Wednesday, September 06, 2006
Russian Caravan from Coffee beans and tea leaves
After lunch on Monday, I walked across the street to Coffee beans and tea leaves with my friend to check out their loose tea leaves. The thought of buying tea from them have never across my mind. As we sniffed along the little jars, my friend pointed out this Russian Caravan black tea. I was curious enough to ask the server Justin at the counter whether they sell them in small quantity, he gave me a sample about 3 grams. Free tea! Hooray!!!
Russian Caravan has a distinctive smoky aroma, hundreds years ago large caravans carried tea from China traveled a very long way back north, usually upwards of months of traveling on foot. Along the journey, fire smokes from campfires used for cooking and warming left its marks on teas they traveled with. Hence the name and the heavy smoky flavor.
In mid Ching dynasty - 1700's, Russia consumed as much as 40% of its imported goods in tea alone, 80% from China's famous Jun Shang - a group of very successful business men from Shan Xi province - Jun for short. They dominated China's economy and made up most of the military funds by late Ching. But they went bankrupt due to an outdated non collateral banking system invented by themselves, economy slump during war, also exhausted by the never ending drain for military funds. Some of these business men's housing consisted of 1500+ individual units within a compound, resided over 3000 residents, including 800+ family members by the same last name and maids, workers, gardeners, horse keepers etc., there were stores of everything you can imagine within the compound as well, from tea to gold. There are more than 1000 of these large living compounds preserved as museums in the region today. After watching a documentary film on Jun Shang, I had much respect for the integrity of Chinese business men in the old days, unlike the modern days which I find extremely difficult to deal with and in most cases, not trust worthy. Well, this is a whole different topic.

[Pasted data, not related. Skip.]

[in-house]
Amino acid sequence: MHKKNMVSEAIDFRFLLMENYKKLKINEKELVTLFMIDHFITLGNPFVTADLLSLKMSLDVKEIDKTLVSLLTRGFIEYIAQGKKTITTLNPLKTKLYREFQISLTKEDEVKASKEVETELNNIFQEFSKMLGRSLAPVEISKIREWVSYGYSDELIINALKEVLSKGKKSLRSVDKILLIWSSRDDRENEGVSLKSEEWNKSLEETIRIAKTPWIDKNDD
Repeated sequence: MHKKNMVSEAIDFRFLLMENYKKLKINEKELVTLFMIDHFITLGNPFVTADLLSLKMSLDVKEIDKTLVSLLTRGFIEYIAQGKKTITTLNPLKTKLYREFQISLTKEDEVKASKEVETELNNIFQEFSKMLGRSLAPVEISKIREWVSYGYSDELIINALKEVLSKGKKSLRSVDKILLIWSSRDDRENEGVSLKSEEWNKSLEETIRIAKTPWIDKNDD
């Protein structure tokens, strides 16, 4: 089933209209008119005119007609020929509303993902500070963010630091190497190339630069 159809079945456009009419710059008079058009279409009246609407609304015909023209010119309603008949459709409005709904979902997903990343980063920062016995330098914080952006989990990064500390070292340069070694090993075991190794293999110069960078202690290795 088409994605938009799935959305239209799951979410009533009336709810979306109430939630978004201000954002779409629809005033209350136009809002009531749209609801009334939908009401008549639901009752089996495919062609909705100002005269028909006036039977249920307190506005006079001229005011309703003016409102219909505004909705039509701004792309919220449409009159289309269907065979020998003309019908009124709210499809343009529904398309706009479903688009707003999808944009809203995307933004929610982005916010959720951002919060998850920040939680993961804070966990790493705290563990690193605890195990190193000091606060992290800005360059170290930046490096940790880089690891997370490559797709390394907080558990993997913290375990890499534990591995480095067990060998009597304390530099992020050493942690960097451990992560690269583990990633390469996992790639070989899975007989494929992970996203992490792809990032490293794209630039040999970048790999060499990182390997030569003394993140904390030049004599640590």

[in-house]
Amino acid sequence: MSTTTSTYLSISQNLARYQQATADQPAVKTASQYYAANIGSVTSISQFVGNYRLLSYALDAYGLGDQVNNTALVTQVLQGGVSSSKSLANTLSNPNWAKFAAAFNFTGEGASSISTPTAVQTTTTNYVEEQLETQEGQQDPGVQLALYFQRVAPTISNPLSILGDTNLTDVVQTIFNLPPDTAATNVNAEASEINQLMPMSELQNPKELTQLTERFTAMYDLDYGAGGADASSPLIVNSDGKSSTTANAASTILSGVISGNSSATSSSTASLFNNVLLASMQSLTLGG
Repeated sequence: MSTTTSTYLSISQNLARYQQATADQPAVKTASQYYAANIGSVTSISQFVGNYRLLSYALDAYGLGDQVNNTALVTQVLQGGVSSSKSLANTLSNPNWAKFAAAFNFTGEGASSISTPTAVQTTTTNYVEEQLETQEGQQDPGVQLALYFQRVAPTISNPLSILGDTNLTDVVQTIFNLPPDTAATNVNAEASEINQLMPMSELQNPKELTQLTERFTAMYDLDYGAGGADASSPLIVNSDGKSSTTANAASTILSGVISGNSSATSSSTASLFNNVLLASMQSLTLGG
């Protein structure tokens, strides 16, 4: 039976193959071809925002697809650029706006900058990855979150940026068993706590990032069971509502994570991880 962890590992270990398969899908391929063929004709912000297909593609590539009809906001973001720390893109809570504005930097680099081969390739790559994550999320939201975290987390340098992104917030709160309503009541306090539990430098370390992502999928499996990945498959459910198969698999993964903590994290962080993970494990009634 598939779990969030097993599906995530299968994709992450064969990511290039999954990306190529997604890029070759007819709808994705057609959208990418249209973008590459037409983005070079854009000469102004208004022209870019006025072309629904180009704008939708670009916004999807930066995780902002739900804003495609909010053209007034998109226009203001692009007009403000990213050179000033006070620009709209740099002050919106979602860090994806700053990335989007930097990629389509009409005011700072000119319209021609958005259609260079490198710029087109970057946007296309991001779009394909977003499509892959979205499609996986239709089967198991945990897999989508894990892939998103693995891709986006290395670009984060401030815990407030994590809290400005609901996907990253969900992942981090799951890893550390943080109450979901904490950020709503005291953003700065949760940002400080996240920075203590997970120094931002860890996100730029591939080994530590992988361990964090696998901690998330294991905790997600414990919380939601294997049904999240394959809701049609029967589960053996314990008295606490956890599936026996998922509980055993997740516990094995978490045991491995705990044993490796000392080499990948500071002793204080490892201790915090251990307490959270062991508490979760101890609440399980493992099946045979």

1.5 gram in a gaiwan, boiling water, using Kung Fu Cha method
Dry leaves: dark brown, a few silvery leaves mixed in, sign of machine cut, very strong dry roasted prune aroma, caramelly, smoky
1st brew: pour immediately, red brown color, prune juice without sugar taste, fermented fruity aroma, sour tone, leaves a dry sensation in the back of my throat, unpleasant
2nd brew: 5 sec, deep red brown color, I think this is how dried prune steep in hot water might taste like, fermented fruity aroma, very sour, very dry, using Phyll's words, donut hole feeling in the back of the throat.
3rd and 4th: 5 sec each, similar taste
5th: fermented and smoky aroma and taste is lighter, a hint of sweetness, sour taste is almost gone, still a donut hole sensation
6th and 7th is much better in taste, I am surprised by the long lasting flavor.
After taste: sour, fruity, prunie, dry in the back of mouth and throat
This confirms my tea instinct is correct for not buying tea from such vendors.